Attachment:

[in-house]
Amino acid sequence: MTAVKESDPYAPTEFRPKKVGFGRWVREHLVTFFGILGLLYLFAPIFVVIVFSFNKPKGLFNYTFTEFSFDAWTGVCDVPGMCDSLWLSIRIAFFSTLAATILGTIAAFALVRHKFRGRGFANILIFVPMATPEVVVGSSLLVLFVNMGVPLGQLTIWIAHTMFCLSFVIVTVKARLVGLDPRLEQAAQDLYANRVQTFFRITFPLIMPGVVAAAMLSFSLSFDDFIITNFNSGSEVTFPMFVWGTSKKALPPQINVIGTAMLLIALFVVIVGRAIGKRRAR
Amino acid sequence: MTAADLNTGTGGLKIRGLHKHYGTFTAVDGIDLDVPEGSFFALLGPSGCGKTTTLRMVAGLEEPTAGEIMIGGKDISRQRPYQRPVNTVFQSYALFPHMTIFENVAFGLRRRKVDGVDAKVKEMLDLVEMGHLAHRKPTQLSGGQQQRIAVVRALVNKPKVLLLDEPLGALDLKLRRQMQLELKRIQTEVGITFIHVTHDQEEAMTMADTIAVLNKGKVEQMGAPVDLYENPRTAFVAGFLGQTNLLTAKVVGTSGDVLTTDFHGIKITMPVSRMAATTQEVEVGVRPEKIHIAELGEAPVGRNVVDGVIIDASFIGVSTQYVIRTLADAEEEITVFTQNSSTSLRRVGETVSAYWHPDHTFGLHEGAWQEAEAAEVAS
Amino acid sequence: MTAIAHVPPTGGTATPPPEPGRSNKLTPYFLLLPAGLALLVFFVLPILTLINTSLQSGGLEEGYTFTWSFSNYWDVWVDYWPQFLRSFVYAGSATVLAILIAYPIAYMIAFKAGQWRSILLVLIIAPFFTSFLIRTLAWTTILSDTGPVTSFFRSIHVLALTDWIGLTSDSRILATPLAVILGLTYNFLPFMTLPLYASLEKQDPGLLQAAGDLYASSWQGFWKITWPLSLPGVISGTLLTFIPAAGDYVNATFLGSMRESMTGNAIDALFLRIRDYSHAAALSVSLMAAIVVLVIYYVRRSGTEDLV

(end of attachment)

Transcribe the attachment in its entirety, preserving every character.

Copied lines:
[in-house]
Amino acid sequence: MTAVKESDPYAPTEFRPKKVGFGRWVREHLVTFFGILGLLYLFAPIFVVIVFSFNKPKGLFNYTFTEFSFDAWTGVCDVPGMCDSLWLSIRIAFFSTLAATILGTIAAFALVRHKFRGRGFANILIFVPMATPEVVVGSSLLVLFVNMGVPLGQLTIWIAHTMFCLSFVIVTVKARLVGLDPRLEQAAQDLYANRVQTFFRITFPLIMPGVVAAAMLSFSLSFDDFIITNFNSGSEVTFPMFVWGTSKKALPPQINVIGTAMLLIALFVVIVGRAIGKRRAR
Amino acid sequence: MTAADLNTGTGGLKIRGLHKHYGTFTAVDGIDLDVPEGSFFALLGPSGCGKTTTLRMVAGLEEPTAGEIMIGGKDISRQRPYQRPVNTVFQSYALFPHMTIFENVAFGLRRRKVDGVDAKVKEMLDLVEMGHLAHRKPTQLSGGQQQRIAVVRALVNKPKVLLLDEPLGALDLKLRRQMQLELKRIQTEVGITFIHVTHDQEEAMTMADTIAVLNKGKVEQMGAPVDLYENPRTAFVAGFLGQTNLLTAKVVGTSGDVLTTDFHGIKITMPVSRMAATTQEVEVGVRPEKIHIAELGEAPVGRNVVDGVIIDASFIGVSTQYVIRTLADAEEEITVFTQNSSTSLRRVGETVSAYWHPDHTFGLHEGAWQEAEAAEVAS
Amino acid sequence: MTAIAHVPPTGGTATPPPEPGRSNKLTPYFLLLPAGLALLVFFVLPILTLINTSLQSGGLEEGYTFTWSFSNYWDVWVDYWPQFLRSFVYAGSATVLAILIAYPIAYMIAFKAGQWRSILLVLIIAPFFTSFLIRTLAWTTILSDTGPVTSFFRSIHVLALTDWIGLTSDSRILATPLAVILGLTYNFLPFMTLPLYASLEKQDPGLLQAAGDLYASSWQGFWKITWPLSLPGVISGTLLTFIPAAGDYVNATFLGSMRESMTGNAIDALFLRIRDYSHAAALSVSLMAAIVVLVIYYVRRSGTEDLV